In a game all about hunting giant beasts, it’s vital that the creatures shine, which they absolutely did here. They look and sound fantastic, better than ever before. The attention to detail is impressive, as the creatures move and react in unique ways, each demanding very different approaches. They interact with the environment in interesting ways; hunting, grazing, feeding their young, or even fighting each other. The three featured monsters in the TGS demo were a Great Jagras, a ferocious iguana-like beast; the tough-skinned and familiar Barroth, and finally the Anjanath, an ugly T-Rex-looking mutha with a hideous growth protruding from his nose and a pair of fluffy wings. He looks a lot better than he sounds!

While the monsters do look fantastic, the map was far less memorable. A standard gauntlet of plains, caves, and swamps, it just wasn’t all that interesting and certainly nowhere near as visually impressive as the wildlife. The monsters shine, so the environment doesn’t necessarily need to. There was no loading between areas of the map, which makes a nice change – but I did notice monsters clipping through rocky outcrops and trees in certain spots.

Capcom were keen to push the option to use the environment to your advantage. In the single-player demo, Anjanath could be goaded into running full steam into a rocky pillar, bringing down a web of vines which pinned it in place, allowing me to unload a couple of powerful attacks before it freed itself. You can also move stealthily through tall grass and pick up the scent of your prey by investigating the detritus it has left behind. Once you’ve found enough clues, your Scoutflies will create an aluminous trail to your elusive prey. You could also utilise camouflage to get the drop on your target, but I didn’t find stealth to be all that necessary or useful in this particular demo.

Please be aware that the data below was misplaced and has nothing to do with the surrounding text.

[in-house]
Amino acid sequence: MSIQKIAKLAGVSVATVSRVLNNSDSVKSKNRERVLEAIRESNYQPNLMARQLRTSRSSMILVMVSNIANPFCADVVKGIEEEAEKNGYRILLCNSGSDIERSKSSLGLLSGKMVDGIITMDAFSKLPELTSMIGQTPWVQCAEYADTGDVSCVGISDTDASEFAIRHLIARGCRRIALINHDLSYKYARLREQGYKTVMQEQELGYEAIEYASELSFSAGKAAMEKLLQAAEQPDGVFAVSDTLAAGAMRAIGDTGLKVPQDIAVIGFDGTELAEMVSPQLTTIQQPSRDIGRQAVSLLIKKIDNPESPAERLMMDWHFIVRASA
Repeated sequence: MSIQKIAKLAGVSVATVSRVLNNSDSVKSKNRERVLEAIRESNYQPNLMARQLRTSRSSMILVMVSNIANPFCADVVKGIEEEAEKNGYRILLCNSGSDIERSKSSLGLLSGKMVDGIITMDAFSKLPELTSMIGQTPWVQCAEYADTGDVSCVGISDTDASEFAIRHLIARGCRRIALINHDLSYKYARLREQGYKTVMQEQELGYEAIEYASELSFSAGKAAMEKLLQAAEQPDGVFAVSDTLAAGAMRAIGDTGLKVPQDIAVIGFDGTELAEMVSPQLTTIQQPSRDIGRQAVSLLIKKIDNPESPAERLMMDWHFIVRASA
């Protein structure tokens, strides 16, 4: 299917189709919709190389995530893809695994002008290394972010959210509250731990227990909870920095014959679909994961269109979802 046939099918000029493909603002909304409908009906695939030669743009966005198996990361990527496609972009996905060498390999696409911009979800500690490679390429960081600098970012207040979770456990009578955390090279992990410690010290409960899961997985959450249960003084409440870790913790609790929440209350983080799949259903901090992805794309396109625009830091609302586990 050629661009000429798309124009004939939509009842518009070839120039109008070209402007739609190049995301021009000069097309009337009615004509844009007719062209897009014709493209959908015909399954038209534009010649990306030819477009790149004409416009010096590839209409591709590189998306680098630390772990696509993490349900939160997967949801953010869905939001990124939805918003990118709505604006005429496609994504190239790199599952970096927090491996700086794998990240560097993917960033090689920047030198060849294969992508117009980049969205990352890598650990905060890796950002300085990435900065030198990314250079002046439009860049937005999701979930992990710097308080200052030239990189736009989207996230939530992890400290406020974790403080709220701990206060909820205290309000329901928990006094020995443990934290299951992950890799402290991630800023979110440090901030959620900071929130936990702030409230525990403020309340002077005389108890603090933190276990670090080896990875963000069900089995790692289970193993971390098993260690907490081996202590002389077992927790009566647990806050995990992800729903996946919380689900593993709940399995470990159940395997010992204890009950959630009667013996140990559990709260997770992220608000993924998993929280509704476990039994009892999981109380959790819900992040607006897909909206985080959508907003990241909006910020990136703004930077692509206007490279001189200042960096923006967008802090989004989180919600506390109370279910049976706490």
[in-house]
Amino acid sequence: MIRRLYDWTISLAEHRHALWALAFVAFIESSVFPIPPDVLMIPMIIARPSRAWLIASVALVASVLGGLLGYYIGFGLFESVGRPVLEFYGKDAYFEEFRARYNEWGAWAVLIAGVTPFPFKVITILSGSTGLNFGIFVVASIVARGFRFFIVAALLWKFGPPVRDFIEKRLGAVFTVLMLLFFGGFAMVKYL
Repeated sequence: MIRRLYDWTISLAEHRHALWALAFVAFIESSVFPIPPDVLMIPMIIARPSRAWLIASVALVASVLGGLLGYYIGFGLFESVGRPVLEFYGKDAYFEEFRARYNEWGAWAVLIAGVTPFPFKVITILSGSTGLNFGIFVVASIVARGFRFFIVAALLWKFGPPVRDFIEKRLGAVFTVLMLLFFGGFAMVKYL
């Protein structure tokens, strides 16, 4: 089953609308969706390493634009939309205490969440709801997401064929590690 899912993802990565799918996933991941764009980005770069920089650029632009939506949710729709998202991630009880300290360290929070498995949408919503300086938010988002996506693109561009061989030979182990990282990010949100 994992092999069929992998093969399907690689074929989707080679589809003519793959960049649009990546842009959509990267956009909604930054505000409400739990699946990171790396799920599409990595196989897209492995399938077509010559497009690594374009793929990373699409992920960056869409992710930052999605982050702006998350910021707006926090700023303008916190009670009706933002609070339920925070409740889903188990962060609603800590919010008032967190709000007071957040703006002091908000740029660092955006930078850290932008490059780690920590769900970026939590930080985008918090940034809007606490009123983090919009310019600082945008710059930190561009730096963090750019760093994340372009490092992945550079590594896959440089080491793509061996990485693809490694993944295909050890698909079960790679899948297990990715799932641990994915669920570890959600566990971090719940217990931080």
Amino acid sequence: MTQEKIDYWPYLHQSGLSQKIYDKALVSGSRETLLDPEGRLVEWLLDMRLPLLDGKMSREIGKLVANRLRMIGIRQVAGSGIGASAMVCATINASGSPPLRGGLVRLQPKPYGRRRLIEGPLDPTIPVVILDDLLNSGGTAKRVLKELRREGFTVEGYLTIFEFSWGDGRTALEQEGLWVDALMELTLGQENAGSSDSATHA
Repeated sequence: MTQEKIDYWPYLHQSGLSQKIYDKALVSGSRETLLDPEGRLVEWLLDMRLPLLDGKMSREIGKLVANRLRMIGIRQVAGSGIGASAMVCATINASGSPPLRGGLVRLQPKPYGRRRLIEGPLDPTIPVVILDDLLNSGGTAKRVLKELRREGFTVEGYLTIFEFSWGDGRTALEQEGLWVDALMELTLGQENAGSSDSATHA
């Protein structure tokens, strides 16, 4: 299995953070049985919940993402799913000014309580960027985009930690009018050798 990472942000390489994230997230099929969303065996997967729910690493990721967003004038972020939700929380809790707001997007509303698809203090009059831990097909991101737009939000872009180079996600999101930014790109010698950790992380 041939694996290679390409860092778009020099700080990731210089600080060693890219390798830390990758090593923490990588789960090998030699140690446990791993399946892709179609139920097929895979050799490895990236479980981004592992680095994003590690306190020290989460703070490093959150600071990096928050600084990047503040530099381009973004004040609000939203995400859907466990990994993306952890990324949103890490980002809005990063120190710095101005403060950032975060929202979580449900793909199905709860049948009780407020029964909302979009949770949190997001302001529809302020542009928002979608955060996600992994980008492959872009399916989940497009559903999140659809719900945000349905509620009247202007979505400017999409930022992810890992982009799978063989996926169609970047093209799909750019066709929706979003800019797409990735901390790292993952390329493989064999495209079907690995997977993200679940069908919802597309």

Performance-wise, the series is finally liberated from the constraints of the 3DS. Everything looks a little grittier and more realistic, the monsters look more ferocious, and the main dialogue is fully voiced. It has lost a little of the series’ trademark charm, but fortunately World doesn’t seem to take itself too seriously. Your quest-giving assistant is all cute smiles and over-the-top gestures, sleeping giants blow snot bubbles, your movements in the field are exaggerated, and your feline companion Palicoes are back and as adorable as ever. One served as an AI co-op buddy in the single-player demo, riding a lesser monster into battle and proving very useful in distracting my target. MH may have grown up, but it hasn’t lost its exuberance.

Overall, I loved what I played of Monster Hunter World. It rekindled my enthusiasm for the franchise, reminding me of the highs that can make the series so irresistible. I’ll most definitely be there next January, with my hunting crew in tow.

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Written by Matt M

Matt has been a gamer ever since Father Christmas left him a Master System II in the early 90's. Santa was clearly a Sega fan, as a Mega Drive and Saturn would follow in later years. Matt has long since broken free from the shackles of console monotheism and enjoys playing a wide range of games, almost as much as he enjoys meticulously ordering them on his living room shelves.